Melco Resorts & Entertainment subsidiary COD Resorts Limited is readying up to meet in court with a former business partner, Luk Hing Investment Limited, which is accused of having defaulted on payments for property and failed to meet further business obligations. COD Resorts Limited decided to step in and take control of Club Cubic, which Luk Hing Investment Limited was unable to maintain as per pre-agreed obligations.
This happened last October, with the nadir of the pandemic still raging and limiting the influx of tourists and visitors to the City of Dreams Macau integrated resort where the club is based. This forced Melco’s hand and saw the company subsidiary step in and take the club which is now known as Para. But this is not all.
Moving the Right Pieces on the Board
COD decided to press on with a civil lawsuit against Luk Hing and ask for the $10.95 million the company said it was owed. However, Luk Hing has responded with a lawsuit of its own and the pair are likely to square up in a court of law before long. Interestingly, Luk Hing managed to do fairly well across the board during the pandemic, notwithstanding falling behind on financial obligations to the Para club.
In the meantime, the company’s Cubic Space+ nightclub in Zhuhai City and a restaurant in Hong Kong managed to weather the storm and remained relatively intact. This was not the case for Para, which Luk Hing may have chosen to sacrifice for the well-being of the other two. When COD initially launched the lawsuit, Luk Hing explained that the action was unreasonable.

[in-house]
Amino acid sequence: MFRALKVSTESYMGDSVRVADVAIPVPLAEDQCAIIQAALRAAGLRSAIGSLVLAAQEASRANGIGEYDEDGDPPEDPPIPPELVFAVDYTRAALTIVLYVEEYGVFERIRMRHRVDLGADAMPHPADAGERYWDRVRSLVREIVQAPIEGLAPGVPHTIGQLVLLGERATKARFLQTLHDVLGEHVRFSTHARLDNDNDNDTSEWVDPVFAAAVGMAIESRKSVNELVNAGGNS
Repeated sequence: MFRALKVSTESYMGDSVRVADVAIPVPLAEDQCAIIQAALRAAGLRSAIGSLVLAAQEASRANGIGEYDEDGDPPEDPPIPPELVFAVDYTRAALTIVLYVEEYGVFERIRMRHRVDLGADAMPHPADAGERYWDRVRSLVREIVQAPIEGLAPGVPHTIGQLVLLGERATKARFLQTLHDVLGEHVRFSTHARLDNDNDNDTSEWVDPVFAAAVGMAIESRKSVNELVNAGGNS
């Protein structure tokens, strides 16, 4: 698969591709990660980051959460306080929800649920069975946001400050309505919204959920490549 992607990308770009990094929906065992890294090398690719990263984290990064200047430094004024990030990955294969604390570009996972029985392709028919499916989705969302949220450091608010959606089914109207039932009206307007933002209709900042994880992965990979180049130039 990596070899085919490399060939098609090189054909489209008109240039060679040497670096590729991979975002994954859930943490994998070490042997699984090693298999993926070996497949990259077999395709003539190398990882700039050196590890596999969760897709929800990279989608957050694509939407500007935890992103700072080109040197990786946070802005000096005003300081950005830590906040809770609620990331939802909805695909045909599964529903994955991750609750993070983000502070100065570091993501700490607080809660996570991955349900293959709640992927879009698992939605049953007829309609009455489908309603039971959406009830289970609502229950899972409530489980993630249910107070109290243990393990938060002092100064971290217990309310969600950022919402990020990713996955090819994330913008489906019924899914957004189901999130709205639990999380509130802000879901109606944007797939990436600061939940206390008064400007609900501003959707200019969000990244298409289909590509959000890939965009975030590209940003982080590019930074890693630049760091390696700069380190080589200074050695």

The company argued that if it’s unable to cover rent, it would hardly be able to cover any payments on top of legal expenses and fees. Luk Hing decided to reciprocate though and asked COD to give up on $738,920 worth of equipment located in Para.
The company even made this the basis of the counter lawsuit it launched against its former partner. However, COD dismissed the suit and argued that under the terms of the current contract, the company was entitled to the equipment. The two parties are likely to get a final ruling in court with a first appearance date still to be set.
Pandemic and Regulation Caused Litany of Lawsuits
Lawsuits in Macau have been all but uncommon these days. The region is still feeling the impact of the pandemic, which has caused many companies to default on obligations. Wynn Macau managed to win a case against a former partner who sought exorbitant damages to the tune of $7.5 million.
In another case, though, Wynn Macau was found liable for a payment of $770,000 to a VIP customer, along with junket operator Dore. With the industry far from chugging along at full throttle, legal disputes such as these are likely to continue flaring up in Macau. Overall, analysts consider the exposure to such liabilities by casino concessionaires to be small.